There are obvious reasons for the comparison between Barack Obama and Franklin Roosevelt, not the least of which is the trying economic and military circumstances Obama will inherit. There are other connections between the two men: Both men owe their elections in part to unpopular Republican administrations accused of mishandling and underregulating the market. And both elections marked turning points in the political history of African Americans. FDR's New Deal broke the old GOP coalition by successfully attracting African Americans who had previously been loyal to the "party of Lincoln" for over a half century. Obama's selection as the first black president of the United States strengthened the fraying bonds between African Americans and Democrats for years if not decades to come.
There are odd parallels between their Republican predecessors—for instance, both of them were tied to the mishandling of national catastrophes: the Bush administration's ineptitude in Hurricane Katrina's aftermath was the biggest domestic failure in decades; Hoover, as Secretary of Commerce, oversaw the Mississippi Flood of 1927, where black sharecroppers were rounded up and forced at gunpoint to repair breached levees.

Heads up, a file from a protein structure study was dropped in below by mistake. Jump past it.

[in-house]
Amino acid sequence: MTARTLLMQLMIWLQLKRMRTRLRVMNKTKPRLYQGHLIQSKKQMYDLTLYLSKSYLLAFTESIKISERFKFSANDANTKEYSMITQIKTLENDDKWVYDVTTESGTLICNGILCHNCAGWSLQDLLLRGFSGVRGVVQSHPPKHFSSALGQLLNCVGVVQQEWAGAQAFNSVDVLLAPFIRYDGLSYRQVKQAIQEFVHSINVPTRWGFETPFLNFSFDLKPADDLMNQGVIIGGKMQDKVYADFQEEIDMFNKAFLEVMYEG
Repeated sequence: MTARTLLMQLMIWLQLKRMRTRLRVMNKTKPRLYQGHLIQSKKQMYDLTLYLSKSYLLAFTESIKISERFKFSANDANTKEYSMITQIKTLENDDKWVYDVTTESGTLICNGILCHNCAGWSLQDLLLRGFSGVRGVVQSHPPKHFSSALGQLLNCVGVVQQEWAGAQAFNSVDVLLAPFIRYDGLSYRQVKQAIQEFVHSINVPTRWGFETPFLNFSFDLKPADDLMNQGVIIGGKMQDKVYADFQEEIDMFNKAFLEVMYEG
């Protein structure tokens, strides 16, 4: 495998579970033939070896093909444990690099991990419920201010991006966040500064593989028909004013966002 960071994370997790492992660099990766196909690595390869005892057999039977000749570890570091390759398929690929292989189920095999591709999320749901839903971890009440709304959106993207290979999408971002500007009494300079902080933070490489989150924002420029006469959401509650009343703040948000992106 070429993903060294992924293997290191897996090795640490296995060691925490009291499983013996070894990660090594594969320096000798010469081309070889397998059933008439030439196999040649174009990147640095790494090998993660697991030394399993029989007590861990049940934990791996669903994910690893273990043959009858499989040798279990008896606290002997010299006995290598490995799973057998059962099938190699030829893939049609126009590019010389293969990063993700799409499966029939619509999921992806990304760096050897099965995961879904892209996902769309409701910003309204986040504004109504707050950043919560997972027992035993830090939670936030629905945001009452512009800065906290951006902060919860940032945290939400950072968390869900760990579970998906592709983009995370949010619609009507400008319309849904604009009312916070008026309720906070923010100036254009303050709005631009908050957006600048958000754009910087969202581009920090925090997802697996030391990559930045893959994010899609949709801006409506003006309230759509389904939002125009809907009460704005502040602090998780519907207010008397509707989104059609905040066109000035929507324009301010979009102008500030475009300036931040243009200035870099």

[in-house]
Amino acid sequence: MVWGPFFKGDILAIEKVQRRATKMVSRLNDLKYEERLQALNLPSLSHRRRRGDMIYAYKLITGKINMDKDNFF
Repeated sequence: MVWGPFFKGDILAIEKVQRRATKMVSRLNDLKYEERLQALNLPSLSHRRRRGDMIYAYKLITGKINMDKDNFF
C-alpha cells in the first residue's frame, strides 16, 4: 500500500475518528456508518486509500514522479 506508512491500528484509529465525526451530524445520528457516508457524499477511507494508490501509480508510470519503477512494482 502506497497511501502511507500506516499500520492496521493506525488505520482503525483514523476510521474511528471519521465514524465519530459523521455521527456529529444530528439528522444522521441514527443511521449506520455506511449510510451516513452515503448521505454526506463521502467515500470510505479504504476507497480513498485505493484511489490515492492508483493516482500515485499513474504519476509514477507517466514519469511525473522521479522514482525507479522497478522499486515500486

But the most-telling connection between Roosevelt and Obama may be one that we tend to overlook—their membership in groups that have historically suffered from discrimination. Roosevelt—stricken with polio at age 39 and eventually confined to a wheelchair—and Obama, the first African-American president, are tied together on the level of symbolism and metaphor.
At least since his victory in the Iowa caucuses, Barack Obama has been viewed as a harbinger of the post-racial society. Shortly after he won the general election, the Wall Street Journal said that his victory would end "the myth of racism as a barrier to achievement." It's easy to see why the post-racial idea gained traction. If millions of white Americans are willing to vote for a black presidential candidate, it makes you suspect that we really are beyond the race issue. But we aren't, at least not yet, and Roosevelt's experience as the first disabled president can shed light on this moment.
Disability and blackness were understood in surprisingly similar ways in American history; both as physical markers of difference and inferiority. In the 19th century, skin color was intricately connected to a network of biases and superstitions. Republican Thaddeus Stevens, for instance, attributed his lifelong support of black causes to a deformity that provided him insight into what it felt like to be ostracized on the basis of arbitrary physical characteristics. While African Americans witnessed the rise of Jim Crow, hopeful immigrants at Ellis Island were being screened to weed out those with disabilities and birth defects.